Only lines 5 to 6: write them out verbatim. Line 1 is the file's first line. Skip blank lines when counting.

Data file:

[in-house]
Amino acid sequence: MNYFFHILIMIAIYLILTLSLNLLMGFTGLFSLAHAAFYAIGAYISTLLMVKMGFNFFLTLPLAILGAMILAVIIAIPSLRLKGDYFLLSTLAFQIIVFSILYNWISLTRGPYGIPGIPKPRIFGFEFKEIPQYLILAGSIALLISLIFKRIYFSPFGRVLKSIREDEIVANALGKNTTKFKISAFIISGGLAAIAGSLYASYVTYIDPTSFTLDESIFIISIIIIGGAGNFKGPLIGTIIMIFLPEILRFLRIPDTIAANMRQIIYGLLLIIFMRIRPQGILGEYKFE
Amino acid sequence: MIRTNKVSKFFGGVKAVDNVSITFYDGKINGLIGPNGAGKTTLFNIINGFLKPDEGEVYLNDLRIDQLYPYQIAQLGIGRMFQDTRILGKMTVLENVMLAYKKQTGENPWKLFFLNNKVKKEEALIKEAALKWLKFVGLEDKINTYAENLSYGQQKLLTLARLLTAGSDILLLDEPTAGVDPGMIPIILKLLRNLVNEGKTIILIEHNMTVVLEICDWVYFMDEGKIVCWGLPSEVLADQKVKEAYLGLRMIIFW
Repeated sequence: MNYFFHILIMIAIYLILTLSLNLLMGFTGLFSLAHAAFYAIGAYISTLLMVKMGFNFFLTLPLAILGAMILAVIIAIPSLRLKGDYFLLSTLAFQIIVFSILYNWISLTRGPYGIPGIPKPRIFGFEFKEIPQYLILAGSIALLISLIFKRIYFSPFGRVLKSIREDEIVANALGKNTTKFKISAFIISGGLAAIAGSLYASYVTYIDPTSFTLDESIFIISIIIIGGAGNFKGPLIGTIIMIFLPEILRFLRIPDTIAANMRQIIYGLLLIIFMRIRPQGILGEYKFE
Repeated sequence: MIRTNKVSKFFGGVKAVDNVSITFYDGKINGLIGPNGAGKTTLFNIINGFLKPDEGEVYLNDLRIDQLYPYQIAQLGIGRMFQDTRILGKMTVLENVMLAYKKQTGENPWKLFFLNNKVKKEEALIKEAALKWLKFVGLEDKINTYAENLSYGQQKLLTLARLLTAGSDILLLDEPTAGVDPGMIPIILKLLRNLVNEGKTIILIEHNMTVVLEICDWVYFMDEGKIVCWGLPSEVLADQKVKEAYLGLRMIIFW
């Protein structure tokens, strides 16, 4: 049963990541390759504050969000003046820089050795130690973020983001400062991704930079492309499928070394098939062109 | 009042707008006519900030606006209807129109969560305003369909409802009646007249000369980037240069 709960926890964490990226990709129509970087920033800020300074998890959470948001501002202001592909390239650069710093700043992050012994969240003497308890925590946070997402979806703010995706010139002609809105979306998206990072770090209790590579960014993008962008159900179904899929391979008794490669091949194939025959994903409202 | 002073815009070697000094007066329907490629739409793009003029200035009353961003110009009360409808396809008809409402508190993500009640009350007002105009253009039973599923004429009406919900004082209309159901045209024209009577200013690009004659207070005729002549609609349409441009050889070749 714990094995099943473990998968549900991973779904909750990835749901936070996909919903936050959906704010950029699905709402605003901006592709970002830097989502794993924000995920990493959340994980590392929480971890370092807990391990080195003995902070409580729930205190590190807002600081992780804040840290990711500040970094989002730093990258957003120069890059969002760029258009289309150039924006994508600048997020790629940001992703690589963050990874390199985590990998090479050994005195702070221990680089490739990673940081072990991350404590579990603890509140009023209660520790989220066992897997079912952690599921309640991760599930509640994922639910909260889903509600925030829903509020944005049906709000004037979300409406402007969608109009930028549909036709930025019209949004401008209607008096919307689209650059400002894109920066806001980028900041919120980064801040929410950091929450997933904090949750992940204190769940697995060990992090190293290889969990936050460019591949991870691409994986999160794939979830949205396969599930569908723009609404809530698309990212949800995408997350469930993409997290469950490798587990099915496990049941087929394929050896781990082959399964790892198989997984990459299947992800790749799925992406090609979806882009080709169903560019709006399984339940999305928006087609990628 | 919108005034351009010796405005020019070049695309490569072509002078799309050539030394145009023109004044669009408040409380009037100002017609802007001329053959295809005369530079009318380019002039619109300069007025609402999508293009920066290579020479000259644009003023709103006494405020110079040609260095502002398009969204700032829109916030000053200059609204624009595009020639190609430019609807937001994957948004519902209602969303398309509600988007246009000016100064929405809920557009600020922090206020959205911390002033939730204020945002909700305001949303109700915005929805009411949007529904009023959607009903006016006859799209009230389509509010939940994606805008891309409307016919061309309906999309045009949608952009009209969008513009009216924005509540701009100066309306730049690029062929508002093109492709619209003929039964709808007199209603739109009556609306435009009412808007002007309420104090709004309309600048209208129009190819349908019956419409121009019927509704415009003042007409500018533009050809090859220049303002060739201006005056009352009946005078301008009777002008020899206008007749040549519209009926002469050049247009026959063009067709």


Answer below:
Repeated sequence: MIRTNKVSKFFGGVKAVDNVSITFYDGKINGLIGPNGAGKTTLFNIINGFLKPDEGEVYLNDLRIDQLYPYQIAQLGIGRMFQDTRILGKMTVLENVMLAYKKQTGENPWKLFFLNNKVKKEEALIKEAALKWLKFVGLEDKINTYAENLSYGQQKLLTLARLLTAGSDILLLDEPTAGVDPGMIPIILKLLRNLVNEGKTIILIEHNMTVVLEICDWVYFMDEGKIVCWGLPSEVLADQKVKEAYLGLRMIIFW
């Protein structure tokens, strides 16, 4: 049963990541390759504050969000003046820089050795130690973020983001400062991704930079492309499928070394098939062109 | 009042707008006519900030606006209807129109969560305003369909409802009646007249000369980037240069 709960926890964490990226990709129509970087920033800020300074998890959470948001501002202001592909390239650069710093700043992050012994969240003497308890925590946070997402979806703010995706010139002609809105979306998206990072770090209790590579960014993008962008159900179904899929391979008794490669091949194939025959994903409202 | 002073815009070697000094007066329907490629739409793009003029200035009353961003110009009360409808396809008809409402508190993500009640009350007002105009253009039973599923004429009406919900004082209309159901045209024209009577200013690009004659207070005729002549609609349409441009050889070749 714990094995099943473990998968549900991973779904909750990835749901936070996909919903936050959906704010950029699905709402605003901006592709970002830097989502794993924000995920990493959340994980590392929480971890370092807990391990080195003995902070409580729930205190590190807002600081992780804040840290990711500040970094989002730093990258957003120069890059969002760029258009289309150039924006994508600048997020790629940001992703690589963050990874390199985590990998090479050994005195702070221990680089490739990673940081072990991350404590579990603890509140009023209660520790989220066992897997079912952690599921309640991760599930509640994922639910909260889903509600925030829903509020944005049906709000004037979300409406402007969608109009930028549909036709930025019209949004401008209607008096919307689209650059400002894109920066806001980028900041919120980064801040929410950091929450997933904090949750992940204190769940697995060990992090190293290889969990936050460019591949991870691409994986999160794939979830949205396969599930569908723009609404809530698309990212949800995408997350469930993409997290469950490798587990099915496990049941087929394929050896781990082959399964790892198989997984990459299947992800790749799925992406090609979806882009080709169903560019709006399984339940999305928006087609990628 | 919108005034351009010796405005020019070049695309490569072509002078799309050539030394145009023109004044669009408040409380009037100002017609802007001329053959295809005369530079009318380019002039619109300069007025609402999508293009920066290579020479000259644009003023709103006494405020110079040609260095502002398009969204700032829109916030000053200059609204624009595009020639190609430019609807937001994957948004519902209602969303398309509600988007246009000016100064929405809920557009600020922090206020959205911390002033939730204020945002909700305001949303109700915005929805009411949007529904009023959607009903006016006859799209009230389509509010939940994606805008891309409307016919061309309906999309045009949608952009009209969008513009009216924005509540701009100066309306730049690029062929508002093109492709619209003929039964709808007199209603739109009556609306435009009412808007002007309420104090709004309309600048209208129009190819349908019956419409121009019927509704415009003042007409500018533009050809090859220049303002060739201006005056009352009946005078301008009777002008020899206008007749040549519209009926002469050049247009026959063009067709």